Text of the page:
March 19, 2014 | 1 comment | 1873 views
Congress passes flood insurance relief bill
Measure curbs higher premiums under Biggert-Waters
Congress passed a bill last week that will protect thousands of New York homeowners from huge flood insurance premium rate hikes — or having their property values decimated when they try to sell.
By a 72-22 vote, the Senate passed the Homeowner Flood Insurance Affordability Act of 2014 on March 13 to remedy unintended consequences of the current Biggert-Waters flood insurance legislation and bring an end to what the legislation describes as “egregious flood insurance rate hikes” that many homeowners are facing.
Biggert-Waters was passed before Hurricane Sandy, and restructured the National Flood Insurance Program in order to make it more financially sustainable. It removed subsidies that kept federal flood insurance premiums low, and homeowners faced a 25 percent increase in premium rates each year until their new premium amount was reached.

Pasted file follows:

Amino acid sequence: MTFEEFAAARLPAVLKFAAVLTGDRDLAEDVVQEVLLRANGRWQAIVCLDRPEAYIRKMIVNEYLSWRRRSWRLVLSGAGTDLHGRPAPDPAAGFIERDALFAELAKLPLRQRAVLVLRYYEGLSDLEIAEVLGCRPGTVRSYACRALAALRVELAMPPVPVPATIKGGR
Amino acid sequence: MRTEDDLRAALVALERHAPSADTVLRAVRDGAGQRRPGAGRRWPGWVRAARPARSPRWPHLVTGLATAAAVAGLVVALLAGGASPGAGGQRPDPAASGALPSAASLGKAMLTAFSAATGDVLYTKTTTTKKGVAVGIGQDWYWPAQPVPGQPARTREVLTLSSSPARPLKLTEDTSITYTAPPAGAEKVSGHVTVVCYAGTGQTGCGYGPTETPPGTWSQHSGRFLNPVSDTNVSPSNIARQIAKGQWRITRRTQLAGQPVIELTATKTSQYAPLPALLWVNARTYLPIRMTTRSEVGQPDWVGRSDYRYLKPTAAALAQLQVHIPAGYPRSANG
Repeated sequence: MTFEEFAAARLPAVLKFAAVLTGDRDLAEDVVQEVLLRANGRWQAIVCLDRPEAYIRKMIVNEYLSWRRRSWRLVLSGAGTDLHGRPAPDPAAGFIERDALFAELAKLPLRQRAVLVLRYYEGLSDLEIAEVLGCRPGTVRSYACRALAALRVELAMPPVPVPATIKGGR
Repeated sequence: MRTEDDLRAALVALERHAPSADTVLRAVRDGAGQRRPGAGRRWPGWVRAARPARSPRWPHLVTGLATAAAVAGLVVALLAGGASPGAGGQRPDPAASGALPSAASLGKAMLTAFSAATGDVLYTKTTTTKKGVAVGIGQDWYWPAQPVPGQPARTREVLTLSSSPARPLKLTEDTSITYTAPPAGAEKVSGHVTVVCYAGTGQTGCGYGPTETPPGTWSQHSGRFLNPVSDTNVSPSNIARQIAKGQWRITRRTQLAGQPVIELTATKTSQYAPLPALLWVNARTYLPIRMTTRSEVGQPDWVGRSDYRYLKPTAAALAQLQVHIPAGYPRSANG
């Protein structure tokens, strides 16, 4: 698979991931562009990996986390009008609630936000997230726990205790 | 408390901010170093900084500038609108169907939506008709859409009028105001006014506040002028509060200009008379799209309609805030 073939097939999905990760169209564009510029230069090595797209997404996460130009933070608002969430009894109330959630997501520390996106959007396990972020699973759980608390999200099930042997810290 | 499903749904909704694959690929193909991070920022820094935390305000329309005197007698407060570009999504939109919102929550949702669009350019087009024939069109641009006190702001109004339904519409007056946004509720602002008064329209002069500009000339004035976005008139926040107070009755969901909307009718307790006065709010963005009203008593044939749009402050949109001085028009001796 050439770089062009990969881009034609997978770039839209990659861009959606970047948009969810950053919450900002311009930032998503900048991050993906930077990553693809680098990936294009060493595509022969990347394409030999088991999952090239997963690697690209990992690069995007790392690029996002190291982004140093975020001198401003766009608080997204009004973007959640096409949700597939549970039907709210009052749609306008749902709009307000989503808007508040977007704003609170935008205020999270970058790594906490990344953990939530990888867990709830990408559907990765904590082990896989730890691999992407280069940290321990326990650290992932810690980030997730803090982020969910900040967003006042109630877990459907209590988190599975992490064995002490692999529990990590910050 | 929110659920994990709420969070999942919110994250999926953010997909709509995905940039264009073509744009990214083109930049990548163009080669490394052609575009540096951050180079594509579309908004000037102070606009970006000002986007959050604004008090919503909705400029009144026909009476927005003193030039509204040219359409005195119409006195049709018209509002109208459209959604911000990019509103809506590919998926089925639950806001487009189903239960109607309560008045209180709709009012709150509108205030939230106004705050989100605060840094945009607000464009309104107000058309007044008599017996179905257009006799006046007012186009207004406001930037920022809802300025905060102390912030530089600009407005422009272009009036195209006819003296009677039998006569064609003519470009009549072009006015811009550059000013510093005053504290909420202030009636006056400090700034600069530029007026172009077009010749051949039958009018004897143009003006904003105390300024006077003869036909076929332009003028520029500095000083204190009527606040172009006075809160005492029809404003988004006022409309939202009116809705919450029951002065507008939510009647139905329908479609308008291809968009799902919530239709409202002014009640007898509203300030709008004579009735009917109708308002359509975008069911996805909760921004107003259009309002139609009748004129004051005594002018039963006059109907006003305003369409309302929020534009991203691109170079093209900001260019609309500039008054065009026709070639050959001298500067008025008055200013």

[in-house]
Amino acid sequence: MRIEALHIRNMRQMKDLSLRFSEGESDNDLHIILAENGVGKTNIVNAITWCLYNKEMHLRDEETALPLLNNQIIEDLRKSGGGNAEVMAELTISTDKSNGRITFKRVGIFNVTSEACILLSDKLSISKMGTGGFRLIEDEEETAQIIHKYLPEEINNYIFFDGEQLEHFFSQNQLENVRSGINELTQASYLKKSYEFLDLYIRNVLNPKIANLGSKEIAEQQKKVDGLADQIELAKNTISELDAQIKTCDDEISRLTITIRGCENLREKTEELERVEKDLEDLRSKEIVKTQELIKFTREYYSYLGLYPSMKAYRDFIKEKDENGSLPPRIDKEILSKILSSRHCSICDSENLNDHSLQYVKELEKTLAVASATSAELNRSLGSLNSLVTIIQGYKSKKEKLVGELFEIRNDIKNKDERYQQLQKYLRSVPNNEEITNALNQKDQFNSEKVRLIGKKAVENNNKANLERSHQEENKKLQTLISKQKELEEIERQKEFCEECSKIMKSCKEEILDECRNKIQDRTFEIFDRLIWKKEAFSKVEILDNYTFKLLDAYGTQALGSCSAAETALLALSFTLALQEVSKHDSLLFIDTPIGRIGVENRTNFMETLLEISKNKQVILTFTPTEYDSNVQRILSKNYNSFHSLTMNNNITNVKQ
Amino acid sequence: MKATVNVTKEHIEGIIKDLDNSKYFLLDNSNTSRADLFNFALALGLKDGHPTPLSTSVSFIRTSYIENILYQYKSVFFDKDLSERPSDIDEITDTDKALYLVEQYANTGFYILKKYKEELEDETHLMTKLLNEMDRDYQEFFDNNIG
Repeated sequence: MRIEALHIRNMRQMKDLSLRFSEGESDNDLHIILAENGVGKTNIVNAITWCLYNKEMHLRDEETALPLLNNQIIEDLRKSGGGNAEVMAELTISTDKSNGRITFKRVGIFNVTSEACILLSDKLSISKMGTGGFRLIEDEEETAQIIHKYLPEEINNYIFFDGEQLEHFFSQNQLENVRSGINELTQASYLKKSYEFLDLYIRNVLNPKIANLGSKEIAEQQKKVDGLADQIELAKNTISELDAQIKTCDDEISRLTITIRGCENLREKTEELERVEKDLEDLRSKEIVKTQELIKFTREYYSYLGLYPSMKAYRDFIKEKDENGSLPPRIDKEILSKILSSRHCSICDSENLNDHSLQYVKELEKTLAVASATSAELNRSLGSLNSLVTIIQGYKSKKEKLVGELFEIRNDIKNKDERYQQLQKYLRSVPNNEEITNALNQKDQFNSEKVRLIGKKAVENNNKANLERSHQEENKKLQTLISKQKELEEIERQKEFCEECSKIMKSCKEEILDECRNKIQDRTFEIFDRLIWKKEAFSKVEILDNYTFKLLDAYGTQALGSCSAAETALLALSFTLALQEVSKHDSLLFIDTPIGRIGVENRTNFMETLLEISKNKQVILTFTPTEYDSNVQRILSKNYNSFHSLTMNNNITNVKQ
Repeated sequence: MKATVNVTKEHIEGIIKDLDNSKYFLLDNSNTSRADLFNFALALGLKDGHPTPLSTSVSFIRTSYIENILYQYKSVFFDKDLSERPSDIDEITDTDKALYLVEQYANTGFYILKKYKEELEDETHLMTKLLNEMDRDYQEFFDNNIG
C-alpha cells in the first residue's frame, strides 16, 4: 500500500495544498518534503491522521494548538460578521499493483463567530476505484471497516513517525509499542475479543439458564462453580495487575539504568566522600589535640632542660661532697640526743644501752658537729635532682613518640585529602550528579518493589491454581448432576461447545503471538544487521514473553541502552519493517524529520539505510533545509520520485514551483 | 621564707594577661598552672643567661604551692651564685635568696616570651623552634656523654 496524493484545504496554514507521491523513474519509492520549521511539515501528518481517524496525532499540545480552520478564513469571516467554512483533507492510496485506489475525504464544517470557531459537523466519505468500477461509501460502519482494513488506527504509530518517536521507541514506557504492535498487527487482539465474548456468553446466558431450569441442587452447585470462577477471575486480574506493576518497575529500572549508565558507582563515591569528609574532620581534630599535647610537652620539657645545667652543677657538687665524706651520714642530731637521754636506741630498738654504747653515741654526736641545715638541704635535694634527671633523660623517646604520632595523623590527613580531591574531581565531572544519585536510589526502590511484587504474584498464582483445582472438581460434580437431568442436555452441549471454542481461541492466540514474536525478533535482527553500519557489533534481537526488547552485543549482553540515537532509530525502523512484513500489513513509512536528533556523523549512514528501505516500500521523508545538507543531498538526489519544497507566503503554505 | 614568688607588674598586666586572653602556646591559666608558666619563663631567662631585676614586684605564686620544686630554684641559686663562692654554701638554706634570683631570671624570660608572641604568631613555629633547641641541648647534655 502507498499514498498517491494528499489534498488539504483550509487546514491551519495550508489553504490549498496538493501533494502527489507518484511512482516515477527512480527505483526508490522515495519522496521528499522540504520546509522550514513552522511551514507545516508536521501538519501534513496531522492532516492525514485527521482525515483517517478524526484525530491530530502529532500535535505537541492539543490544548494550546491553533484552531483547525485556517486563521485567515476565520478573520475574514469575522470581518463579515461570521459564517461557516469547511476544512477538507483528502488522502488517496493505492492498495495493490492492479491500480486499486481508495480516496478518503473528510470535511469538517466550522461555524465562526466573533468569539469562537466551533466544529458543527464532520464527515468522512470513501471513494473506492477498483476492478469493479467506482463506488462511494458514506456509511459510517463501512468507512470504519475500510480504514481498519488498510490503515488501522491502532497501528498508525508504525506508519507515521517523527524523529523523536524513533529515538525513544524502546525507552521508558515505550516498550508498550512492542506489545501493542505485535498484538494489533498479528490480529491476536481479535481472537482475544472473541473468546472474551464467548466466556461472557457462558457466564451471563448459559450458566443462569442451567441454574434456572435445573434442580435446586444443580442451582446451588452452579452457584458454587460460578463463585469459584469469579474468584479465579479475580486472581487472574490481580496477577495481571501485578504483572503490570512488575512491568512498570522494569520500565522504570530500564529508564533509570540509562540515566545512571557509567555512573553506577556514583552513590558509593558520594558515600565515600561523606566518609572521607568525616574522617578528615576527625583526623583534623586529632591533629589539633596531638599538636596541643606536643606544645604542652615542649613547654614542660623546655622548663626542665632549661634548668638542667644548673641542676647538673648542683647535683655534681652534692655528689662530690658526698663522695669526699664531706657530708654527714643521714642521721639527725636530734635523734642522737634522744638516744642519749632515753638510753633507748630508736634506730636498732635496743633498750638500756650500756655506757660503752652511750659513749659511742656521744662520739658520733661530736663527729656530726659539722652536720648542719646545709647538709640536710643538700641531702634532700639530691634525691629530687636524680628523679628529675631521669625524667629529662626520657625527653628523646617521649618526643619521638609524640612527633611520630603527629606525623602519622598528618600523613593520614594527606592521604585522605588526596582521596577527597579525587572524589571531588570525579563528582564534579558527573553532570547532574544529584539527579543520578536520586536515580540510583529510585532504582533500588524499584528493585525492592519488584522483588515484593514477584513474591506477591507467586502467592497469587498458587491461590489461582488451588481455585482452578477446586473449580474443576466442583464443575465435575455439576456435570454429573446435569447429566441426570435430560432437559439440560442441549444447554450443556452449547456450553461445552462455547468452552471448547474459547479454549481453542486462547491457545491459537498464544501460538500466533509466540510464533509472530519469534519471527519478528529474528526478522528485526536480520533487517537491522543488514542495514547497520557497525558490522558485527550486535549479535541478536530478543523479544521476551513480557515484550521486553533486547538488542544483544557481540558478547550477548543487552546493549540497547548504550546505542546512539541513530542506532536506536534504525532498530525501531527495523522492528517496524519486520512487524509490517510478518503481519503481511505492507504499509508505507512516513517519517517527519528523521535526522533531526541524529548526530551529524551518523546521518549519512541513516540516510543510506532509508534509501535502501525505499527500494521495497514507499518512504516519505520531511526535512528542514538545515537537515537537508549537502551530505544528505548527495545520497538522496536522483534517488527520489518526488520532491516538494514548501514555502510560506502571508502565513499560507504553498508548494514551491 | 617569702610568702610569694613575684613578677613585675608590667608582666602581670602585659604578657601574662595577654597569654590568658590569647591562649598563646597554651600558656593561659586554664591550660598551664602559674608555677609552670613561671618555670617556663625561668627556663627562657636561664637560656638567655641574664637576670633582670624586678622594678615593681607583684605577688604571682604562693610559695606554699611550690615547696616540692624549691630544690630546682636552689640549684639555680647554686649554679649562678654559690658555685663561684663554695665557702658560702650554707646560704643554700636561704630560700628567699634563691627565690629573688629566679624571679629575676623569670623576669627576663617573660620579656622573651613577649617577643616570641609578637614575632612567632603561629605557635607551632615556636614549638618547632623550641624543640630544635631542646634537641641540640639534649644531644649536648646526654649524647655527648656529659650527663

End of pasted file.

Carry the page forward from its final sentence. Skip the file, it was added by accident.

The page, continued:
“Homeowners throughout Long Island can breathe a sigh of relief now that the specter of massive and immediate rate hikes are off the table,” said U.S. Sen. Charles Schumer, who co-sponsored the bill. “Families could be faced with the loss of their home, or the inability to sell their home, due to these crushing rate increases, and this compromise bill addresses both of those serious concerns. The legislation does not do everything we wanted, but it is a significant improvement from the disaster far too many homeowners faced under Biggert-Waters.”
Specifically, the bill places a cap on annual rate hikes; removes the “sales trigger” that would have decimated home values by applying the new, higher rates to anyone purchasing a home in a high-risk flood zone; and repeals provisions of the law that forced drastic premium increases on homeowners who built to code and then were subsequently mapped into a higher risk area. The bill also requires the Federal Emergency Management Agency to complete an affordability study and address affordability issues before flood insurance premiums could be raised.